TOPEKA, Kan. (WIBW) - Christel Marquardt admits it might be hard for young women today to understand the challenges she endured as a female entering the law profession.
Unfortunately, she says, they likely will encounter the same gender discrimination at some point in their careers.
Marquardt was honored Tuesday as the 2014 Woman of Distinction. The annual award is given by the American Business Women's Association Career Chapter. Marquardt retired last year from her seat as a judge on the Kansas Court of Appeals.
Marquardt was a teacher and secretary when she suddenly found herself divorced and raising four sons. She went back to school, earning her law degree from Washburn University School of Law in 1974 at the age of 39.
She was one of six women in her class. Despite her performance in school, she says she found that no one wanted to hire a woman to join their practice. Even as her career progressed, Marquardt said she continued to face discrimination in other ways. For example, all the professional clubs and organizations were exclusive to men. Marquardt recounted one judge telling her how he settled more classes at the club than in the courtroom - a club to which Marquardt was not allowed to belong.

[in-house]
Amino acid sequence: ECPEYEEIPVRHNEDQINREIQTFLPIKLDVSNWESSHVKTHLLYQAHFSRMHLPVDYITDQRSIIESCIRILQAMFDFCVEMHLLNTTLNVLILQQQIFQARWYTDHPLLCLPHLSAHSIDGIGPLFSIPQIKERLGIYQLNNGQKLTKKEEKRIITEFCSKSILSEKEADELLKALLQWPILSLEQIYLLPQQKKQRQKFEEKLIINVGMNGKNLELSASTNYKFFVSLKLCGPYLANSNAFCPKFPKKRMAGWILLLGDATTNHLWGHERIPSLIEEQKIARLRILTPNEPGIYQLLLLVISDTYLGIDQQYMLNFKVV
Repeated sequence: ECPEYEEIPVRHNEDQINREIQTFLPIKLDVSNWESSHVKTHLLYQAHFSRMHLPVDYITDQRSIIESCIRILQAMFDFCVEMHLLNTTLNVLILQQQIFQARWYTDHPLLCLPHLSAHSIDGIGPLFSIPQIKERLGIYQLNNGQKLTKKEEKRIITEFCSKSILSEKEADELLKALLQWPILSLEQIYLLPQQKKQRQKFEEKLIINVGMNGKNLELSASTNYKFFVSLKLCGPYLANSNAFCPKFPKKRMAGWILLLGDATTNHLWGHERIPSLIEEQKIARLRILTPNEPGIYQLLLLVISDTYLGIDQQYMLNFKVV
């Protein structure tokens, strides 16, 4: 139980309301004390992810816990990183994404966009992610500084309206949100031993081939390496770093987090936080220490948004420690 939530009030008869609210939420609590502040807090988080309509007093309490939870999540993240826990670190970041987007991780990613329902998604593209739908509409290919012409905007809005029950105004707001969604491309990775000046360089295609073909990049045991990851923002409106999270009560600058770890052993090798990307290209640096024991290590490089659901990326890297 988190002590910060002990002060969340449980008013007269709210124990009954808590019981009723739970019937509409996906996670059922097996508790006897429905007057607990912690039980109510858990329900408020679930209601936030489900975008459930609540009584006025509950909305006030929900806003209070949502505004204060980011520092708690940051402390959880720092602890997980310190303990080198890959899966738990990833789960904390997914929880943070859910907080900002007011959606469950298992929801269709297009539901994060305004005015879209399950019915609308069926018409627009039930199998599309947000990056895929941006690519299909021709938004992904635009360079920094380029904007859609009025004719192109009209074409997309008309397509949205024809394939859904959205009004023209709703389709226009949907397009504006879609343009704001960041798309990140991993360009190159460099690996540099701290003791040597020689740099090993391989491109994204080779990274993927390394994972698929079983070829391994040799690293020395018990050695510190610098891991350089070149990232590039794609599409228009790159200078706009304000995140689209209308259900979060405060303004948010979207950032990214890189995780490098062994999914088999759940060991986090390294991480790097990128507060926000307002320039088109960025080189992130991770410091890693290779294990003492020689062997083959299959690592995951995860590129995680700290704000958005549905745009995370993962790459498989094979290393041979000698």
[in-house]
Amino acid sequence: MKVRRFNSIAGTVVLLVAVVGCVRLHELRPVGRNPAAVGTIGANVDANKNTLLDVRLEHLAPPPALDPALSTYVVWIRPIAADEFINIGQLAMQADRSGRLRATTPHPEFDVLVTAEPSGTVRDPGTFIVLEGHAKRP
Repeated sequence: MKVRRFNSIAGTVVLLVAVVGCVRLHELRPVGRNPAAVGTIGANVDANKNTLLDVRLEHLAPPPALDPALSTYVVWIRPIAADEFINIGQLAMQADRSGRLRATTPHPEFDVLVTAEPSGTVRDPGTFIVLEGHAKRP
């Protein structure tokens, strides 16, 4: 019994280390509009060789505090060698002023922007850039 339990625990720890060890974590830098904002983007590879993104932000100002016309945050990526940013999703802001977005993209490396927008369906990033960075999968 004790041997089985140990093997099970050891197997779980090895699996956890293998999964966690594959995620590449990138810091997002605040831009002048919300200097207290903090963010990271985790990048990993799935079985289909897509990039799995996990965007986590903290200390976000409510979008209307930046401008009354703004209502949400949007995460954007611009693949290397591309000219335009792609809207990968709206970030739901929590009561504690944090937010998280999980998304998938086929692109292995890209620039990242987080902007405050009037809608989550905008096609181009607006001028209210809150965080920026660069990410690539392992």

However, she says, she found support in other ways. She sought out organizations for women to connect, including the ABWA. She also had support of family and friends.
Marquardt was the first woman to serve as president of the Kansas Bar Association and has received numerous awards and honors. She was appointed to the Kansas Court of Appeals in 1995, retiring in January 2013.
Despite how far women have come, Marquardt says her story remains relevant. She says a lot of discrimination still exists, especially in the legal profession. She says the ABWA honor is a chance for her to thank everyone who supported her and all the women who came before her.
This was the 32nd year for the luncheon, which raises money for scholarships to Washburn University.